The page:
Defeating the summer heat one workout at a time

Lindsay Bridges

| 2 min read

Summer is finally here and let’s face it… It’s a hot one! The winter chill has finally subsided and everyone is antsy to get outside and enjoy the weather. However, temperatures over 80 degrees make exercising outside a bit more difficult. Taking a walk and going for a run, in sweltering heat, can be unbearable until after dusk.
Here are a few essential tips and strategies that may come in handy when exercising in hot and humid weather:
  • The body can anticipate and control heat buildup, so to achieve your most effective workout, make sure to start off slow and pace yourself. This will give your body time to adapt to the hot environment.
  • Now your next question might be: How long does it take for my body to adapt to the heat? Everyone’s adaptation patterns will vary but there is a strong adaptation response that starts a few days after exercising in the heat. A full body adaptation can take up to up to two weeks.
  • Pre-cooling before exercise is scientifically proven to help improve performance in the heat because it keeps your body cooler for a longer period of time
  • Wearing loose, light colored clothing can also help keep the body cool. It’s important to remember that sweating doesn’t cool the body but the evaporation of sweat does. Wearing loose clothing will help give the body room to breathe.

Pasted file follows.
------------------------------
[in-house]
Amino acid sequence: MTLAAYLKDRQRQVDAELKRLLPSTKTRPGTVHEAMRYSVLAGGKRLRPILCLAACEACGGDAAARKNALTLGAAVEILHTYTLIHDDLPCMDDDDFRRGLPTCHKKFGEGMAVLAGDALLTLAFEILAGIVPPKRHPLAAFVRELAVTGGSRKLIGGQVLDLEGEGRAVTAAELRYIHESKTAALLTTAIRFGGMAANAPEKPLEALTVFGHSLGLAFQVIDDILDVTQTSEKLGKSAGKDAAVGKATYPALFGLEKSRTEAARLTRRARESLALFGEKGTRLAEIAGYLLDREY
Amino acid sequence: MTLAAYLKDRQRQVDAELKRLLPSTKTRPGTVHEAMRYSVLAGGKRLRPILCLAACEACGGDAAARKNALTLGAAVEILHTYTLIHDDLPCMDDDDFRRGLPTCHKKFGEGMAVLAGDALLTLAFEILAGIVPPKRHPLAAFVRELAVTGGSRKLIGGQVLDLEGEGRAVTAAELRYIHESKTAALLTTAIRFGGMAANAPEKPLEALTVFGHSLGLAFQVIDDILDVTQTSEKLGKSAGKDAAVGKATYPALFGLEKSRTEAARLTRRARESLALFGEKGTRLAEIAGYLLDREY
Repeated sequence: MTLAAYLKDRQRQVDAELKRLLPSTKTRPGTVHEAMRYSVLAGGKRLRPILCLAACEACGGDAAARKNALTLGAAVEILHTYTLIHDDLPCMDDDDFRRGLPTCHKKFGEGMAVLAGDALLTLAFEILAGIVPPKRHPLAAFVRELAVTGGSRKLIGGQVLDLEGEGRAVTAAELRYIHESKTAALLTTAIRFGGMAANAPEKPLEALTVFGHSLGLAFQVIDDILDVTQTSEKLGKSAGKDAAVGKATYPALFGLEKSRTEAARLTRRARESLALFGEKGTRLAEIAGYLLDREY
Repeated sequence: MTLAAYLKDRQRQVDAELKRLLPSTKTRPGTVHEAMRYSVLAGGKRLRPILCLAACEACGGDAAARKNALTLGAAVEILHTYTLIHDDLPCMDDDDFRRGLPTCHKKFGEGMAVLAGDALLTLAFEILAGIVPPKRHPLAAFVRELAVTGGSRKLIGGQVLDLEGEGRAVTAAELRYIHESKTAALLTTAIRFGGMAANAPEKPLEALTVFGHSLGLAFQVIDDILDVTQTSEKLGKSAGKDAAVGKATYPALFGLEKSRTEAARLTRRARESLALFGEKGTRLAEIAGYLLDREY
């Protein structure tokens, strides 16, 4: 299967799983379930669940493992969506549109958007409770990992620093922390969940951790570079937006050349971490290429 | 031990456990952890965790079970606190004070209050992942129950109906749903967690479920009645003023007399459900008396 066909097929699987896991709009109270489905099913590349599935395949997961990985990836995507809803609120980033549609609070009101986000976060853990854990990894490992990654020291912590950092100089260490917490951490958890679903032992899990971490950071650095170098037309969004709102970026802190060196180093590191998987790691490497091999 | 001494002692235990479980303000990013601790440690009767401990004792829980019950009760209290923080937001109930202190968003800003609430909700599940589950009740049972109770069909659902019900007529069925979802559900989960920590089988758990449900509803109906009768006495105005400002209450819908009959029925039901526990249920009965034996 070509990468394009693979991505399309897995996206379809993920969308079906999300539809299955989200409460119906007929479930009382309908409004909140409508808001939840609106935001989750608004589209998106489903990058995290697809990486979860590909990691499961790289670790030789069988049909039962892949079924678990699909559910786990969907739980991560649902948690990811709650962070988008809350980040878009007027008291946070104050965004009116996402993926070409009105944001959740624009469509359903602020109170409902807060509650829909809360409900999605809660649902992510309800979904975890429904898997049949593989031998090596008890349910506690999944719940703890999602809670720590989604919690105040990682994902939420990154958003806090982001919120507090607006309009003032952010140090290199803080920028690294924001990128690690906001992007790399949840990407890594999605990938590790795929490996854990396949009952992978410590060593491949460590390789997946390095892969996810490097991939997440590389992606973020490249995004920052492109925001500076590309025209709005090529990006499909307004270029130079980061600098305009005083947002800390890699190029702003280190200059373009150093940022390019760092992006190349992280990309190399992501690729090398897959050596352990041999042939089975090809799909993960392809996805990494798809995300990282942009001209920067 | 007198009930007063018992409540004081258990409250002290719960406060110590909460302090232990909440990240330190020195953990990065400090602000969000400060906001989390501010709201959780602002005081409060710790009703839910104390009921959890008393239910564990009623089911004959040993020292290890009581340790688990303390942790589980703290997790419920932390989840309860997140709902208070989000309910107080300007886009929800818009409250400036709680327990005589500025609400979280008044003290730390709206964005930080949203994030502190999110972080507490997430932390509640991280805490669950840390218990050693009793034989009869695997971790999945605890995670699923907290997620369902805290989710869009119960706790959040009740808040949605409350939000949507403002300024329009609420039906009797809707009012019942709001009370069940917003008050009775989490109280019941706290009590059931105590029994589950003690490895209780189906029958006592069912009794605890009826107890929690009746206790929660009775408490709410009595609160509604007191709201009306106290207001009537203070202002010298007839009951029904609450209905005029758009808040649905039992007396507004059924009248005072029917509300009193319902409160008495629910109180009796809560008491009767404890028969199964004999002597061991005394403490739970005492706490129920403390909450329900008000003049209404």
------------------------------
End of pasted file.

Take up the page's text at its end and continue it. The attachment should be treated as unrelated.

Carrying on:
Not only is it important to know how to effectively exercise in the heat, but it is also crucial to know the signs and symptoms of heat exhaustion or heat stroke. Keeping an eye out for these symptoms will help to ensure safety while training in the heat.
Symptoms of heat exhaustion:
  • Headaches
  • Heavy sweating
  • Cold, moist skin
  • Chills
  • Weak or rapid pulse
  • Muscle cramps
  • Fast or shallow breathing
Symptoms of heat stroke:
  • Warm, dry skin with no sweating
  • Strong and rapid pulse
  • High fever
  • Throbbing headaches
  • Nausea or vomiting
The most important thing to know when exercising in the heat is that it’s not inherently dangerous as long as you listen to your body. If you feel faint or dizzy take a break and re-hydrate. Try to stay cool and enjoy the beautiful summer!
Photo credit: jacsonquerubin

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